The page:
was their biggest contribution,” Jessen said.
At one time, theHow
company and the former Bell Labs alternated being ranked the best
employer in the country with the best employee policies and work
environment, said Beierwaltes, who started at Hewlett-Packard in the
mid-1960s as an intern and became a full-time employee in 1966.He
managed the marketing activities for one of the company’s products,
leaving in 1974 to become an entrepreneur.Beierwaltes helped found
Colorado Memory Systems, which sold tape drives in the 1980s and 1990s
to the personal computer market, and sold it to Hewlett-Packard in 1992.
Most recently in 2002, he found Colorado vNet.“Loveland was blessed by
having recruited probably one of the two finest companies in the world,”
HP came to choose city
on Nov. 9, 1959, its plans to locate its first domestic plant outside
the San Francisco Bay area in Loveland.Stan Selby, who became the first
division manager of Hewlett-Packard’s Loveland plant, scouted Colorado
to locate the new plant, according to Loveland author Kenneth Jessen’s
“How It All Began: Hewlett-Packard’s Loveland Facility,” published in
Selby went to the state where company co-founder Dave
Packard was born.
Packard and Bill Hewlett, Stanford University
classmates who founded Hewlett-Packard in 1939, were interested in
Boulder, where there was a major university and close proximity to the
Denver airport, Jessen said in his book.Paul Rice, president of
Loveland’s First National Bank, and appliance dealer Bob Hipps,
organizers of the Loveland Development Fund, learned of Selby’s plans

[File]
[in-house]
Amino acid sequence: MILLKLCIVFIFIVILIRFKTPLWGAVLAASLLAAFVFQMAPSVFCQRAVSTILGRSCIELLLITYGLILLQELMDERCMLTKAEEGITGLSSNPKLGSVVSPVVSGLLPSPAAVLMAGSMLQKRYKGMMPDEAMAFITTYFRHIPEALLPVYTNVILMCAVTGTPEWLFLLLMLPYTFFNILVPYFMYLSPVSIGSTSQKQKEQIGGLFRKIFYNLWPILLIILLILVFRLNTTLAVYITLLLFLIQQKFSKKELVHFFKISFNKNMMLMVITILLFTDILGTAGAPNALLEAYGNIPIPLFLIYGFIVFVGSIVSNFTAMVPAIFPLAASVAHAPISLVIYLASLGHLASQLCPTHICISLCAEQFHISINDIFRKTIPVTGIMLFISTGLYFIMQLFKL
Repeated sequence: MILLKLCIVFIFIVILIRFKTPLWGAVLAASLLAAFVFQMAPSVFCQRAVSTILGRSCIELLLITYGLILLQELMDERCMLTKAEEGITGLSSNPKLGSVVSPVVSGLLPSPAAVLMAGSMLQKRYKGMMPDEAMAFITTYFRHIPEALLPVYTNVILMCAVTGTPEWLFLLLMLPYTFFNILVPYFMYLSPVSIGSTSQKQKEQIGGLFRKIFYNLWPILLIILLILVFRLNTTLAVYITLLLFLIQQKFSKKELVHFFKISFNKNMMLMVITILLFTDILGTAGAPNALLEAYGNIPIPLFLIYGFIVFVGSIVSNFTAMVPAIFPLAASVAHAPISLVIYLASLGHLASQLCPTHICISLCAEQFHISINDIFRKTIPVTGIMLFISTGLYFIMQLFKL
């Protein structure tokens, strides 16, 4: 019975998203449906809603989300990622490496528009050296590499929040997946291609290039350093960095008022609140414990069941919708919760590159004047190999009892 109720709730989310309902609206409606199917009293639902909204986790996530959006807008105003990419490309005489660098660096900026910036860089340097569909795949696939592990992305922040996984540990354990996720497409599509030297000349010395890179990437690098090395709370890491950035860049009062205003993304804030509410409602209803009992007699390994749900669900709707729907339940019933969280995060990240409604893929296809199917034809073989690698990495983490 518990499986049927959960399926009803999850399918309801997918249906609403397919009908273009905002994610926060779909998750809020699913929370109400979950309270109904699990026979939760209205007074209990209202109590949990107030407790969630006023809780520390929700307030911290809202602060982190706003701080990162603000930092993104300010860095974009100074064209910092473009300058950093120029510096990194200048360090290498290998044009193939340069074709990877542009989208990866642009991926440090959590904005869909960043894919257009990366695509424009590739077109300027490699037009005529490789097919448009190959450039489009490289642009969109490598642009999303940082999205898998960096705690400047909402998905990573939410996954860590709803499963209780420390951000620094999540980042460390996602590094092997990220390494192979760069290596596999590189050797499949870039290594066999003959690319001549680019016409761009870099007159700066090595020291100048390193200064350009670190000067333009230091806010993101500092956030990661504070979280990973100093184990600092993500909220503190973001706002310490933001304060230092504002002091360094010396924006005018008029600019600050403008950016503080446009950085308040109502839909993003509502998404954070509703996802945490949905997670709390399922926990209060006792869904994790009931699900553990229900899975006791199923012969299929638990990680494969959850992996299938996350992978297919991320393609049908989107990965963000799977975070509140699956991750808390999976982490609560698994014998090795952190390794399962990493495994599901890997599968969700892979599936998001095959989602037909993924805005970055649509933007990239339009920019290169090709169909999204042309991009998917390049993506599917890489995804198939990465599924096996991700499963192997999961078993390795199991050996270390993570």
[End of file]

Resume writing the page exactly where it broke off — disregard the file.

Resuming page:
and encouraged children in Loveland to write letters to Hewlett-Packard,
said Walt Skowron, a retiring member of the Loveland City Council and a
former Hewlett-Packard employee.“Please come to Loveland because our
dads can’t find jobs,” the children wrote, according to
Skowron.Hewlett-Packard sent a team of managers unannounced to Loveland
and interviewed people on the street to find out about the community and
learn about its work ethic, Skowron said.
After the visit,
Hewlett and Packard decided to build a plant in Loveland. They bought 7
acres of land and almost immediately started building a
12,800-square-foot interim plant at Lincoln Avenue and Southeast Third
Street, Jessen said in his book.Crews broke ground Feb. 15, 1960.
Hewlett-Packard began producing voltmeters and power supplies in that
plant July 5, 1960, with 28 employees on staff, Jessen said.
year later, Hewlett-Packard broke ground on a 140,000-square-foot
facility at Taft Avenue and Southwest 14th Street, Jessen said.During
the fall of 1961, construction began on Building A, the first of the
company’s current buildings, Jessen said. Move-in was in mid-July 1962,
he said. Four additional buildings were constructed on the
campus.Buildings A through D occupied 800,000 square feet on the
323-acre campus, according to Reporter-Herald archives.
employed 3,700 people at its peak in the mid-1980s.
“Those jobs are
gone,” Skowron said. “I know a lot of engineers in Loveland who can’t
find work. They used to work for HP.”In 1999, Hewlett-Packard split its
test and measurement division into Agilent Technologies and retained its
computing and imaging business.In 2006, Agilent downsized into Building
E, the fifth building on campus, and moved its 650 employees there.
Buildings A through D still are for sale.Hewlett-Packard has moved all
of its operations to other sites.“The closing of HP is a loss for
Loveland,” said former Hewlett-Packard employee Bill Beierwaltes